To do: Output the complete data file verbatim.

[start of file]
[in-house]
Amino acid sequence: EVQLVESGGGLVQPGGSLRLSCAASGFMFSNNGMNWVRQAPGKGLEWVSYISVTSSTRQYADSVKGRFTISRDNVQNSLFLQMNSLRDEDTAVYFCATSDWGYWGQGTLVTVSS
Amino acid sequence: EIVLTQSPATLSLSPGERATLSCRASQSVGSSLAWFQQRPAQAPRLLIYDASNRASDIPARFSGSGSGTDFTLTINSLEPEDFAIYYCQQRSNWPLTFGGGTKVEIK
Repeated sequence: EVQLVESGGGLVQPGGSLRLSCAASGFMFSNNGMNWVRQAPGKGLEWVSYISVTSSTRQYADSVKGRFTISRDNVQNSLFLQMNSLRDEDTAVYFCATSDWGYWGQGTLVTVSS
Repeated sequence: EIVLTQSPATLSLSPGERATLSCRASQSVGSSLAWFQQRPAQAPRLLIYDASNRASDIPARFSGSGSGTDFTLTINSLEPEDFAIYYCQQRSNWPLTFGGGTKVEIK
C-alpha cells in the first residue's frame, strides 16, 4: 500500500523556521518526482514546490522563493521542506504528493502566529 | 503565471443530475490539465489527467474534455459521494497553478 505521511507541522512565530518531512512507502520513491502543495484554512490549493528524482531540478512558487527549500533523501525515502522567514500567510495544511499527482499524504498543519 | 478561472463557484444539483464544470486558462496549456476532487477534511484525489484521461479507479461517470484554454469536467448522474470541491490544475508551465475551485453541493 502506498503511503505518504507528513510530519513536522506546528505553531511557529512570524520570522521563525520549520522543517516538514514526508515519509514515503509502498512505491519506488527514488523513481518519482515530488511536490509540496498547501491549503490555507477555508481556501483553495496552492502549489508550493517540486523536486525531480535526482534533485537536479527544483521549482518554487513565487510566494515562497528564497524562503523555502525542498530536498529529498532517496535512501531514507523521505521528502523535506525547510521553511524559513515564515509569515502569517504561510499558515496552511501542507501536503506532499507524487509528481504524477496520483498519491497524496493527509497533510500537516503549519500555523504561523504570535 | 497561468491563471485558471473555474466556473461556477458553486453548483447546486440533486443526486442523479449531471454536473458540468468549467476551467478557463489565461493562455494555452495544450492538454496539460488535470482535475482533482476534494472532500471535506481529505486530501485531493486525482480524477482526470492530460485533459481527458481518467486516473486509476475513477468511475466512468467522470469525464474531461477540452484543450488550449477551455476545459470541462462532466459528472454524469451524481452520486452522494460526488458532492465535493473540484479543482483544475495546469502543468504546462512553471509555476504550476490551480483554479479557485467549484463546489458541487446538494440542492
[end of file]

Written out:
[in-house]
Amino acid sequence: EVQLVESGGGLVQPGGSLRLSCAASGFMFSNNGMNWVRQAPGKGLEWVSYISVTSSTRQYADSVKGRFTISRDNVQNSLFLQMNSLRDEDTAVYFCATSDWGYWGQGTLVTVSS
Amino acid sequence: EIVLTQSPATLSLSPGERATLSCRASQSVGSSLAWFQQRPAQAPRLLIYDASNRASDIPARFSGSGSGTDFTLTINSLEPEDFAIYYCQQRSNWPLTFGGGTKVEIK
Repeated sequence: EVQLVESGGGLVQPGGSLRLSCAASGFMFSNNGMNWVRQAPGKGLEWVSYISVTSSTRQYADSVKGRFTISRDNVQNSLFLQMNSLRDEDTAVYFCATSDWGYWGQGTLVTVSS
Repeated sequence: EIVLTQSPATLSLSPGERATLSCRASQSVGSSLAWFQQRPAQAPRLLIYDASNRASDIPARFSGSGSGTDFTLTINSLEPEDFAIYYCQQRSNWPLTFGGGTKVEIK
C-alpha cells in the first residue's frame, strides 16, 4: 500500500523556521518526482514546490522563493521542506504528493502566529 | 503565471443530475490539465489527467474534455459521494497553478 505521511507541522512565530518531512512507502520513491502543495484554512490549493528524482531540478512558487527549500533523501525515502522567514500567510495544511499527482499524504498543519 | 478561472463557484444539483464544470486558462496549456476532487477534511484525489484521461479507479461517470484554454469536467448522474470541491490544475508551465475551485453541493 502506498503511503505518504507528513510530519513536522506546528505553531511557529512570524520570522521563525520549520522543517516538514514526508515519509514515503509502498512505491519506488527514488523513481518519482515530488511536490509540496498547501491549503490555507477555508481556501483553495496552492502549489508550493517540486523536486525531480535526482534533485537536479527544483521549482518554487513565487510566494515562497528564497524562503523555502525542498530536498529529498532517496535512501531514507523521505521528502523535506525547510521553511524559513515564515509569515502569517504561510499558515496552511501542507501536503506532499507524487509528481504524477496520483498519491497524496493527509497533510500537516503549519500555523504561523504570535 | 497561468491563471485558471473555474466556473461556477458553486453548483447546486440533486443526486442523479449531471454536473458540468468549467476551467478557463489565461493562455494555452495544450492538454496539460488535470482535475482533482476534494472532500471535506481529505486530501485531493486525482480524477482526470492530460485533459481527458481518467486516473486509476475513477468511475466512468467522470469525464474531461477540452484543450488550449477551455476545459470541462462532466459528472454524469451524481452520486452522494460526488458532492465535493473540484479543482483544475495546469502543468504546462512553471509555476504550476490551480483554479479557485467549484463546489458541487446538494440542492